UPS is also seeing declines after the US parcel company downgraded its full year revenue forecast to $93bn from $97bn, while operating margins are expected to shrink to 11.8% from 12.8%. A part of this is down to a long-term wages agreement which could add $30bn of extra costs over the next 5 years.
Software companies were also having a difficult session after Datadog downgraded its full year outlook, which in turn weighed on the likes of Snowflake, CrowdStrike and Cloudflare all under pressure.
After the bell we have the latest numbers from AMC Entertainment and Rivian.
The US dollar has been the main gainer today as investors adopt an increasingly risk off position, with bond markets getting a haven bid helping to send yields lower, even as the US gets set to issue $43bn of 3-year notes later today.
The pound is in the middle of the pack against the US dollar, slipping back after 3 days of gains after 2 separate retail sales surveys showed that UK consumer spending slowed in July. This shouldn’t be altogether too surprising given the tough comparatives from last year when the weather was quite a bit warmer, and cost-of-living pressures weren’t as intense. Nonetheless while spending has slowed it’s also important to keep a sense of perspective.
The BRC retail sales numbers for July showed that like for like sales slowed during the month, rising 1.8%, well below the 3-month average of 3.3%. Food sales performed particularly well, but at the expense of online sales of non-food items like clothes which showed a sharp slowdown.
It is clear that consumers are spending their money much more carefully and spending only when necessary, as Bank of England rate hikes continue to bite on incomes.
With some consumers approaching a cliff edge as their fixed rate mortgage terms come up for expiry, they may well be saving more to mitigate the impact of an impending sharp rise in mortgage costs in the coming months.
That said in a separate survey from Barclaycard, spending on entertainment saw a big boost of 15.8% even as clothing sales declined.
Bars, pubs, and clubs saw a pickup in spending as did the entertainment sector as Taylor Swift did for July, what Beyonce did for May. The release of a big slate of summer films may also have offered a boost with the latest Indiana Jones film, along with Mission Impossible Dead Reckoning, Barbie and Oppenheimer prompting people to venture out given the wetter weather during the month.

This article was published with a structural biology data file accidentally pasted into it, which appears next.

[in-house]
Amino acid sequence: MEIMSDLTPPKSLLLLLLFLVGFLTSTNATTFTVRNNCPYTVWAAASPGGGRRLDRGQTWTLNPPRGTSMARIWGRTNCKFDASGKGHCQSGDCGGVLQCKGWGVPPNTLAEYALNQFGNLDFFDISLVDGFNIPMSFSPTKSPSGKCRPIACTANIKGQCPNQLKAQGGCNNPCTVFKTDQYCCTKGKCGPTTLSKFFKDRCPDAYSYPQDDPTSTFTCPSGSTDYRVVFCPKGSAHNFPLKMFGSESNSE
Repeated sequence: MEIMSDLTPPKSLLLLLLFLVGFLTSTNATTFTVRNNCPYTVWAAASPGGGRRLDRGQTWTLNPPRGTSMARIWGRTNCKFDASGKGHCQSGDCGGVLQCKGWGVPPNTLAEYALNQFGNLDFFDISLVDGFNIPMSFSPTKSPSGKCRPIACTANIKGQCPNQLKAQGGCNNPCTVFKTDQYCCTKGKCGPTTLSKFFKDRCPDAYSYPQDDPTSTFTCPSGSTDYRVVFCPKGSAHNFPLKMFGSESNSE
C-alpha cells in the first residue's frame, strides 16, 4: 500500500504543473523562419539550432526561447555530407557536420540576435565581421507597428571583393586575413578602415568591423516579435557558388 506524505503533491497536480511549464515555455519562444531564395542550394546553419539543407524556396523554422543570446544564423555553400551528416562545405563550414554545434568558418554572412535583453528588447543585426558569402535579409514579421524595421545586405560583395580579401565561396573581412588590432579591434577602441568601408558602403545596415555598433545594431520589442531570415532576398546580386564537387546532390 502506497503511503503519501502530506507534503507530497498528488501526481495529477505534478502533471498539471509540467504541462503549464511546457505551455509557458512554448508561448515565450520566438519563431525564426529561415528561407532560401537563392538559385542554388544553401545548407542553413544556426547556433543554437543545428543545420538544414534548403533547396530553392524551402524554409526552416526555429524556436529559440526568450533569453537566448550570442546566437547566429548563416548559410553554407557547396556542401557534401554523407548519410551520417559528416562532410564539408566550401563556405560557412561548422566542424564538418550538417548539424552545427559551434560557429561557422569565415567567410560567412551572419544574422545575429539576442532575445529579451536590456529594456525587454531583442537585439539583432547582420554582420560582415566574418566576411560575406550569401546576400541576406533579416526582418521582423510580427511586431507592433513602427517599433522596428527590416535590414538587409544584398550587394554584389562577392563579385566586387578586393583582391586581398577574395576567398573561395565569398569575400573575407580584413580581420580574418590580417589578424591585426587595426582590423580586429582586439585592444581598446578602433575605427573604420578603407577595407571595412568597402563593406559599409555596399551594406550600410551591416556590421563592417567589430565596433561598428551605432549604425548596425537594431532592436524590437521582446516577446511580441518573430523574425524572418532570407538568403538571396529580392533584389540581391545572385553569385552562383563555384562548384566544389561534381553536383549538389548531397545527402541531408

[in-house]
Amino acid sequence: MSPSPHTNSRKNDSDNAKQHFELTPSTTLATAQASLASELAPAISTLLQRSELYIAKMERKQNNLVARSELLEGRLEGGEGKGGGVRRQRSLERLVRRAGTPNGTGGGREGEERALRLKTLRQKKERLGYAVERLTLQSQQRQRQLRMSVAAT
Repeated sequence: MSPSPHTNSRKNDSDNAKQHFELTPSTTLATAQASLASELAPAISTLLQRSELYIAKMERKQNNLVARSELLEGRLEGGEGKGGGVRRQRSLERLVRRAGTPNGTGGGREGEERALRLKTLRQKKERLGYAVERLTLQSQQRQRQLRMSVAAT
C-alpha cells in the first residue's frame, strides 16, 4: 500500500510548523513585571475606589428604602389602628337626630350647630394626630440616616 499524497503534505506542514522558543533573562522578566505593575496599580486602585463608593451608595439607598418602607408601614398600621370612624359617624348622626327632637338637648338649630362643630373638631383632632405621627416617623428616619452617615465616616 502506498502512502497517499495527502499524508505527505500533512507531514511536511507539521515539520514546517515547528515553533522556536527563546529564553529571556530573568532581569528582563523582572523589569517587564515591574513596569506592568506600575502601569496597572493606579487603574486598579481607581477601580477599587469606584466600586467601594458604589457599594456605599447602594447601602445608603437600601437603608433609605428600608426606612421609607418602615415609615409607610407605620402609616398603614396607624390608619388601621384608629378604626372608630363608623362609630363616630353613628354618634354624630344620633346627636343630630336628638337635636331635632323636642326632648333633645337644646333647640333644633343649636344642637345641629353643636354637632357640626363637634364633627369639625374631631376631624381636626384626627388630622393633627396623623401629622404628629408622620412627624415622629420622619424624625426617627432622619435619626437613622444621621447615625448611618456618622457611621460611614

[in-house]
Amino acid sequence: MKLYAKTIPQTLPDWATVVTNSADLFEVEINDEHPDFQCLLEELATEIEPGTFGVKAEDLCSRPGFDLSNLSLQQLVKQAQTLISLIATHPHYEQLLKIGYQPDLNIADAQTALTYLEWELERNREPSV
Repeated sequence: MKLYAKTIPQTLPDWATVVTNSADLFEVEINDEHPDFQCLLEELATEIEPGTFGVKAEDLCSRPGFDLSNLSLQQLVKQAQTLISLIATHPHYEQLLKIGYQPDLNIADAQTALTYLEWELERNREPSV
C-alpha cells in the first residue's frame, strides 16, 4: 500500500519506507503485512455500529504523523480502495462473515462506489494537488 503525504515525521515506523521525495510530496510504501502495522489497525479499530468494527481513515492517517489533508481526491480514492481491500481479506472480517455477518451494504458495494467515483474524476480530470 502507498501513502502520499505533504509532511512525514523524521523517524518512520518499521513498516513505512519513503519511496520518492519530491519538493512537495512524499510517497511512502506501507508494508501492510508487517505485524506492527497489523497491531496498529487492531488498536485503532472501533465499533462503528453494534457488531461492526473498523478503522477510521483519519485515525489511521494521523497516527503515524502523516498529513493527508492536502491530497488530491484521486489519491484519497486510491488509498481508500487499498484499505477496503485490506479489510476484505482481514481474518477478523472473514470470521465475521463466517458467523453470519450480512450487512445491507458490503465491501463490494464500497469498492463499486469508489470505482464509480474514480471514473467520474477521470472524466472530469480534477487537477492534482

Commodity currencies are also feeling the pressure as copper and oil prices slide, with the Norwegian Krone, Australian and Canadian dollar all sliding back.
Gold prices have slipped back on the back of a firmer US dollar, with the greenback getting a haven bias while Fed governor Michelle Bowman reiterated her weekend comments that interest rates need to rise further, although US yields don’t appear to reflect that hawkishness. US headline inflation is expected to see a modest increase in numbers released later this week, and while Bowman’s comments are boosting the US dollar bond markets appear less convinced that more hikes are coming.
Having hit 4-month highs very briefly yesterday, crude oil prices are down for the second day in a row, as recent concerns over tighter supply are overtaken by concern over how the Chinese economy is faring, after some dreadful trade numbers earlier today. We could see further signs of deflation in tomorrow’s inflation numbers for July, with headline CPI set to drop into negative territory for the first time in over 2 years.
Copper prices have slipped to one-month lows on the back of the disappointing China trade numbers, as concerns increase that Q3 could be an even weaker quarter than Q2 for the Chinese economy.
Sugar prices saw modestly elevated levels of price action on Monday as traders attempted to price in several sets of fundamentals. These included news of ample supply in India and concerns over production in Thailand. Prices still sit towards the lower end of the recent range with one day vol on the raw sugar contract coming in at 42.5% against 37.26% for the month.
Activity for fiat currencies looked subdued but there were some outliers in cryptos. Bitcoin cash advanced as much as 10% at one point on Monday although still sits below the year-to-date highs posted around five weeks ago. One day vol on BCH/USD stood at 80.09% against 63.38% for the month.
Equity indices were also left looking rather calm on Monday. The outlier was Italy’s MIB, although the underlying made little net progress over the course of the day. One day vol printed 21.17% against 15.72% for the month.
CMC’s proprietary basket of 15 US gold producing stocks found itself in focus yesterday with recent earnings news seemingly weighing on some constituents. Losses on the session were limited but some big swings were observed in early trade. One day vol came in at 39.85% against 34.09% for the month.